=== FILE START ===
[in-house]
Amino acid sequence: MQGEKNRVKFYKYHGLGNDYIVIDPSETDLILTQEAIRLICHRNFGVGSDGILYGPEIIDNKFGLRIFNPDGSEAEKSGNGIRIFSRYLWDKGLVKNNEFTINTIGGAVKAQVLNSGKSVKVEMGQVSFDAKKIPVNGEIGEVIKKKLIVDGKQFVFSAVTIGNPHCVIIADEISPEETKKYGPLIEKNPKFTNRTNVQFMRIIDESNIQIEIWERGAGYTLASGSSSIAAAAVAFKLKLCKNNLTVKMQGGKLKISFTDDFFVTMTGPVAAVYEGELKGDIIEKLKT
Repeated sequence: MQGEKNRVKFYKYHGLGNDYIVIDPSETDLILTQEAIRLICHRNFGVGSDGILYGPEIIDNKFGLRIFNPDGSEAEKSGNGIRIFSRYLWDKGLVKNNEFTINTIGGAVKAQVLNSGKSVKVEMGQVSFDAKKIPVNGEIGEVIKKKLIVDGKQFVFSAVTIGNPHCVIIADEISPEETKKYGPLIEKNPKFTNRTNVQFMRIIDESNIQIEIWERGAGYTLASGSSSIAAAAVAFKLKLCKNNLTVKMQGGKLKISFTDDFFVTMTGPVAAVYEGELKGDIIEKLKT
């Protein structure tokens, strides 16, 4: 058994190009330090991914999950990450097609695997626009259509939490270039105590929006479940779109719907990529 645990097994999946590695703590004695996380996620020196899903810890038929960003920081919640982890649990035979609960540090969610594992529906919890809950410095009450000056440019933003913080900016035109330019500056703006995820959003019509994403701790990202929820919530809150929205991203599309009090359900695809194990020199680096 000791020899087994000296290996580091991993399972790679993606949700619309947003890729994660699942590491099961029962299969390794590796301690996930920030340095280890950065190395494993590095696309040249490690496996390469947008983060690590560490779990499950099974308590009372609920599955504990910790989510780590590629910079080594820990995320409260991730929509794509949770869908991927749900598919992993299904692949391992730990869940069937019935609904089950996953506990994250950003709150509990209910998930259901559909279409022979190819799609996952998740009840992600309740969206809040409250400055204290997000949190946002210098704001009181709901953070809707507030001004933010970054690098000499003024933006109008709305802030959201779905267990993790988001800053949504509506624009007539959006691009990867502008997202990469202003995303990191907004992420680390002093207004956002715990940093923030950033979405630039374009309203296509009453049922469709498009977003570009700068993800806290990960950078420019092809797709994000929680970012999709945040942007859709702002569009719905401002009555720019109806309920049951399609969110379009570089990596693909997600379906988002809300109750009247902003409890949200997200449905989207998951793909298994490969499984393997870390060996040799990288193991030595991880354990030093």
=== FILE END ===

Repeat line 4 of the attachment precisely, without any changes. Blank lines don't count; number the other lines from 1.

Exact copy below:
């Protein structure tokens, strides 16, 4: 058994190009330090991914999950990450097609695997626009259509939490270039105590929006479940779109719907990529 645990097994999946590695703590004695996380996620020196899903810890038929960003920081919640982890649990035979609960540090969610594992529906919890809950410095009450000056440019933003913080900016035109330019500056703006995820959003019509994403701790990202929820919530809150929205991203599309009090359900695809194990020199680096 000791020899087994000296290996580091991993399972790679993606949700619309947003890729994660699942590491099961029962299969390794590796301690996930920030340095280890950065190395494993590095696309040249490690496996390469947008983060690590560490779990499950099974308590009372609920599955504990910790989510780590590629910079080594820990995320409260991730929509794509949770869908991927749900598919992993299904692949391992730990869940069937019935609904089950996953506990994250950003709150509990209910998930259901559909279409022979190819799609996952998740009840992600309740969206809040409250400055204290997000949190946002210098704001009181709901953070809707507030001004933010970054690098000499003024933006109008709305802030959201779905267990993790988001800053949504509506624009007539959006691009990867502008997202990469202003995303990191907004992420680390002093207004956002715990940093923030950033979405630039374009309203296509009453049922469709498009977003570009700068993800806290990960950078420019092809797709994000929680970012999709945040942007859709702002569009719905401002009555720019109806309920049951399609969110379009570089990596693909997600379906988002809300109750009247902003409890949200997200449905989207998951793909298994490969499984393997870390060996040799990288193991030595991880354990030093």